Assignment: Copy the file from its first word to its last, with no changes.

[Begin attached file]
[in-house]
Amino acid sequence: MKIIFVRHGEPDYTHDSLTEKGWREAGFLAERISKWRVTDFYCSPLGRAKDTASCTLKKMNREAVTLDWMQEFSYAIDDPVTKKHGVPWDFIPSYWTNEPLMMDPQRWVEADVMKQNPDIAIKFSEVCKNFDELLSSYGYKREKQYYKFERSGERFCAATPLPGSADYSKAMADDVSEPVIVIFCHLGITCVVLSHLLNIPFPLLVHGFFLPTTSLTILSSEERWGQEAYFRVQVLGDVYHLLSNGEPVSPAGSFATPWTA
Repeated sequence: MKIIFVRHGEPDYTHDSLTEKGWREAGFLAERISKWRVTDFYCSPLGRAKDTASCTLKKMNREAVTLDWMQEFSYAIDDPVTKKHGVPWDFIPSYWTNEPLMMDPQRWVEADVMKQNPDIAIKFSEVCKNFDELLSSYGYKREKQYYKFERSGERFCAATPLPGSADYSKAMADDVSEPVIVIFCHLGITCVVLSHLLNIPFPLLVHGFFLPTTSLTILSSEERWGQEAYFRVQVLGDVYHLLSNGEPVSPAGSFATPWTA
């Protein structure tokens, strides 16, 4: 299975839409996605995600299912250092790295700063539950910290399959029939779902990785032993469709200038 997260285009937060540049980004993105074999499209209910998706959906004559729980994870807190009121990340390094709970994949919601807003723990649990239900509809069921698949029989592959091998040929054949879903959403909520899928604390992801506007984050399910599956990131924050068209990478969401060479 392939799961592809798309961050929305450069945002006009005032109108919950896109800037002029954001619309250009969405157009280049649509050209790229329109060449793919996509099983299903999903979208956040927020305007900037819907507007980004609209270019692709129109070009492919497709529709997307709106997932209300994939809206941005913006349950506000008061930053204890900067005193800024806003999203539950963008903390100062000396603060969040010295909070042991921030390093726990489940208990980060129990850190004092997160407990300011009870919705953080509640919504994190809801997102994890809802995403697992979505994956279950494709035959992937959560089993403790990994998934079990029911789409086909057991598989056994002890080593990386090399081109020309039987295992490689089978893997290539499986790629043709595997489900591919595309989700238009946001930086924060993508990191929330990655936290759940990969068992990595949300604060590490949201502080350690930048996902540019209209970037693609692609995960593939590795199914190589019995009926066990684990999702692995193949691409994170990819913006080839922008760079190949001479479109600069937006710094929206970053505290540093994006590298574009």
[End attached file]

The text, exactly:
[in-house]
Amino acid sequence: MKIIFVRHGEPDYTHDSLTEKGWREAGFLAERISKWRVTDFYCSPLGRAKDTASCTLKKMNREAVTLDWMQEFSYAIDDPVTKKHGVPWDFIPSYWTNEPLMMDPQRWVEADVMKQNPDIAIKFSEVCKNFDELLSSYGYKREKQYYKFERSGERFCAATPLPGSADYSKAMADDVSEPVIVIFCHLGITCVVLSHLLNIPFPLLVHGFFLPTTSLTILSSEERWGQEAYFRVQVLGDVYHLLSNGEPVSPAGSFATPWTA
Repeated sequence: MKIIFVRHGEPDYTHDSLTEKGWREAGFLAERISKWRVTDFYCSPLGRAKDTASCTLKKMNREAVTLDWMQEFSYAIDDPVTKKHGVPWDFIPSYWTNEPLMMDPQRWVEADVMKQNPDIAIKFSEVCKNFDELLSSYGYKREKQYYKFERSGERFCAATPLPGSADYSKAMADDVSEPVIVIFCHLGITCVVLSHLLNIPFPLLVHGFFLPTTSLTILSSEERWGQEAYFRVQVLGDVYHLLSNGEPVSPAGSFATPWTA
């Protein structure tokens, strides 16, 4: 299975839409996605995600299912250092790295700063539950910290399959029939779902990785032993469709200038 997260285009937060540049980004993105074999499209209910998706959906004559729980994870807190009121990340390094709970994949919601807003723990649990239900509809069921698949029989592959091998040929054949879903959403909520899928604390992801506007984050399910599956990131924050068209990478969401060479 392939799961592809798309961050929305450069945002006009005032109108919950896109800037002029954001619309250009969405157009280049649509050209790229329109060449793919996509099983299903999903979208956040927020305007900037819907507007980004609209270019692709129109070009492919497709529709997307709106997932209300994939809206941005913006349950506000008061930053204890900067005193800024806003999203539950963008903390100062000396603060969040010295909070042991921030390093726990489940208990980060129990850190004092997160407990300011009870919705953080509640919504994190809801997102994890809802995403697992979505994956279950494709035959992937959560089993403790990994998934079990029911789409086909057991598989056994002890080593990386090399081109020309039987295992490689089978893997290539499986790629043709595997489900591919595309989700238009946001930086924060993508990191929330990655936290759940990969068992990595949300604060590490949201502080350690930048996902540019209209970037693609692609995960593939590795199914190589019995009926066990684990999702692995193949691409994170990819913006080839922008760079190949001479479109600069937006710094929206970053505290540093994006590298574009």